Jay Délise

Born and raised in Monmouth County New Jersey, Jay Délise is a published poet who has received national recognition for her writing. As a Scholastic Art and Writing Awards National Gold Key recipient, Jay has performed at locations such as Pratt University, The United Nations, The Pulitzer Center, and Carnegie Hall, for an array of audiences some of which included familiar names such as Lin Manuel Miranda, Agunda Okeyo, Kathy Najimy, Jessica Williams, Jill Dolan, BETTY, and Abigail Disney. She is currently completing a bachelor’s degree in theatre at the University of Chester in the UK. Jay has written articles for Affinity Magazine and UNAPOLOGETIC Magazine, and her work has been highlighted in publications including Afropunk, Broadway World, and Huffington Post. She is a poet and a teaching artist, but more importantly, she is black and magic.


You know what I love?

The constant reminder that not only has my body seemed to fail the world,

but the world has reciprocated.

I love living in the mold

That society has given me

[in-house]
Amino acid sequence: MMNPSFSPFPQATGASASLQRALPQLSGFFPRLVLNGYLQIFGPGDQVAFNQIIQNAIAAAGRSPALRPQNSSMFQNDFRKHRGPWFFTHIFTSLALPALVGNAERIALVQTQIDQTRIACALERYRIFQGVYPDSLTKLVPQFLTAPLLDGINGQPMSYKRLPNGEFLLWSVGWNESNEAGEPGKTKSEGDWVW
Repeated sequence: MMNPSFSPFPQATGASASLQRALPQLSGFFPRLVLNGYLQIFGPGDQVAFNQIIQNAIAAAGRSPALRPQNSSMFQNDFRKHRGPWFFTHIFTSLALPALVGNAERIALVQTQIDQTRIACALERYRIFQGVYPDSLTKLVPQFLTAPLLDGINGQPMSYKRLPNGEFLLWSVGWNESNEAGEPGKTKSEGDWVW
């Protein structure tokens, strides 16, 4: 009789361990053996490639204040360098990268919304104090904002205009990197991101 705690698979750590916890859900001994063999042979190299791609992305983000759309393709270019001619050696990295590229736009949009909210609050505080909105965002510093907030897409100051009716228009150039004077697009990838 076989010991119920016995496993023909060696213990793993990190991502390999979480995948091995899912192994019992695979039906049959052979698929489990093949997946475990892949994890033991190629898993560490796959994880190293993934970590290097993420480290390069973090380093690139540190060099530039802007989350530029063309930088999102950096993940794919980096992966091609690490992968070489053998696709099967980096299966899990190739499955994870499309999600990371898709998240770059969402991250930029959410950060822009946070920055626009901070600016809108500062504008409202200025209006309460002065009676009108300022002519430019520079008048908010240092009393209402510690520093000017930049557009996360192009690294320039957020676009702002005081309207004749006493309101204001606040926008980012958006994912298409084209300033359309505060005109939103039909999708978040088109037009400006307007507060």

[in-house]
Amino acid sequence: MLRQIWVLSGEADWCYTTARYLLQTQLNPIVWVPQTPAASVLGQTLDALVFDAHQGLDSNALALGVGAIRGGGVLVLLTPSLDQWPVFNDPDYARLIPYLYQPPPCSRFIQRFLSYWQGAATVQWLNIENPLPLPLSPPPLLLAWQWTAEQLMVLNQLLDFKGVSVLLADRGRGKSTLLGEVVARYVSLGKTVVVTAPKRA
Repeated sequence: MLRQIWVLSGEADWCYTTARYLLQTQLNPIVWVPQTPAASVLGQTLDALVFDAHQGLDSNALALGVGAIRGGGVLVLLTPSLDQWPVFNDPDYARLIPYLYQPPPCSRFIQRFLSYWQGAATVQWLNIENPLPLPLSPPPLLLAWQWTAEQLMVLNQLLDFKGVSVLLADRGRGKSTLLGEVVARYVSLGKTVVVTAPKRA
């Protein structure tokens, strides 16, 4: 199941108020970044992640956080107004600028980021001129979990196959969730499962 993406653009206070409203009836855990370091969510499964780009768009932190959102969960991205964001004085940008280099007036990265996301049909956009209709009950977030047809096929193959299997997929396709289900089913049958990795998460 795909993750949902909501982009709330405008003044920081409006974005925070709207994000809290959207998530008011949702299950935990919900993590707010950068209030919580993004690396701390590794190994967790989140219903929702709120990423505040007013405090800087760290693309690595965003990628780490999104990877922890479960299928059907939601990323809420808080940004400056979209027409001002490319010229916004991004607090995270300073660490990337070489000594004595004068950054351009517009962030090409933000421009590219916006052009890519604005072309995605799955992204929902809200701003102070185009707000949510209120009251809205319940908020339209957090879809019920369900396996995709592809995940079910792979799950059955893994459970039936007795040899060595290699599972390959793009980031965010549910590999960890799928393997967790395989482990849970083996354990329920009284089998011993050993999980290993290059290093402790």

Based on what my body looks like

Let me give you a quick rundown

Society tells me, that my body suggests


You wouldn’t see anyone like me prancing through a field of tiger-lilies, now would you?

Of course not.

The problem is that my body doesn’t really conform to a specific stereotype

I’m not a Precious, but I’m not quite a Leslie Jones

Basically it just means I can’t act in anything not written or produced by Oprah

Society tells me that I belong in a place that would suit my appearance more,

like in a gym bench pressing 180

or at a DMV yelling “Sir, I will call security!’

Sometimes it even feels like no one really looks me in the eye

Because they’re too busy staring at the sign above my head that reads

Tyler Perry Presents

According to society I’m angry, or at other times I’m not anything.

I don’t have time to have emotions

Because black women are supposed to be strong.

And that gets really overwhelming

And that’s probably why I’m so depressed all the time among other things that are probably wrong about me

And it’s just kind of like holding in a really big fart all day

And after a while you just know you’re going to shit yourself.

And you don’t know how you’ve let it get this bad but now you’re stuck and tired


But according to society, that’s not even really an attainable goal

My future doesn’t look too bright considering my son will probably be shot in the street

And within minutes, he’ll be a hashtag.

Society likes to tell me how I should live, and my choice to accept it determines

whether or not it does the same

And you know what?

Whether or not it accepts me isn’t my problem.

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